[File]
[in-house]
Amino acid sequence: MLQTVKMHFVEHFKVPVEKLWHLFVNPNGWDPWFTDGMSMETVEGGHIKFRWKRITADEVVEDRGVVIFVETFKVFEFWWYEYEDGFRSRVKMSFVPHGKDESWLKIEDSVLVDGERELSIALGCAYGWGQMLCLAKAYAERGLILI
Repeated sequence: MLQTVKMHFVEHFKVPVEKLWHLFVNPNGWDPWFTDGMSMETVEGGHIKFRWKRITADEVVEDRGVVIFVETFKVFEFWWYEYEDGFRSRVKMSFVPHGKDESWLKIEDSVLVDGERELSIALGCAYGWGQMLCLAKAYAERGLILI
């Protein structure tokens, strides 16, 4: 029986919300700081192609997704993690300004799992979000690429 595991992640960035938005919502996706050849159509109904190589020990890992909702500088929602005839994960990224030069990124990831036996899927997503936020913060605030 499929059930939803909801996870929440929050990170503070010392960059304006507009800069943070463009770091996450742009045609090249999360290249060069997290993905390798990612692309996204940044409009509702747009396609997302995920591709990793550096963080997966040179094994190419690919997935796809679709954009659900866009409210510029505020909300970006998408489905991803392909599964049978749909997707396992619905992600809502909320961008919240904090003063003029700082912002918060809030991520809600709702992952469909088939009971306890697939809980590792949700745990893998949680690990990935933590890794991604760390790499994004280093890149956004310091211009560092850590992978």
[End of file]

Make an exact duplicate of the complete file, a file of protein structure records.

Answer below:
[in-house]
Amino acid sequence: MLQTVKMHFVEHFKVPVEKLWHLFVNPNGWDPWFTDGMSMETVEGGHIKFRWKRITADEVVEDRGVVIFVETFKVFEFWWYEYEDGFRSRVKMSFVPHGKDESWLKIEDSVLVDGERELSIALGCAYGWGQMLCLAKAYAERGLILI
Repeated sequence: MLQTVKMHFVEHFKVPVEKLWHLFVNPNGWDPWFTDGMSMETVEGGHIKFRWKRITADEVVEDRGVVIFVETFKVFEFWWYEYEDGFRSRVKMSFVPHGKDESWLKIEDSVLVDGERELSIALGCAYGWGQMLCLAKAYAERGLILI
């Protein structure tokens, strides 16, 4: 029986919300700081192609997704993690300004799992979000690429 595991992640960035938005919502996706050849159509109904190589020990890992909702500088929602005839994960990224030069990124990831036996899927997503936020913060605030 499929059930939803909801996870929440929050990170503070010392960059304006507009800069943070463009770091996450742009045609090249999360290249060069997290993905390798990612692309996204940044409009509702747009396609997302995920591709990793550096963080997966040179094994190419690919997935796809679709954009659900866009409210510029505020909300970006998408489905991803392909599964049978749909997707396992619905992600809502909320961008919240904090003063003029700082912002918060809030991520809600709702992952469909088939009971306890697939809980590792949700745990893998949680690990990935933590890794991604760390790499994004280093890149956004310091211009560092850590992978």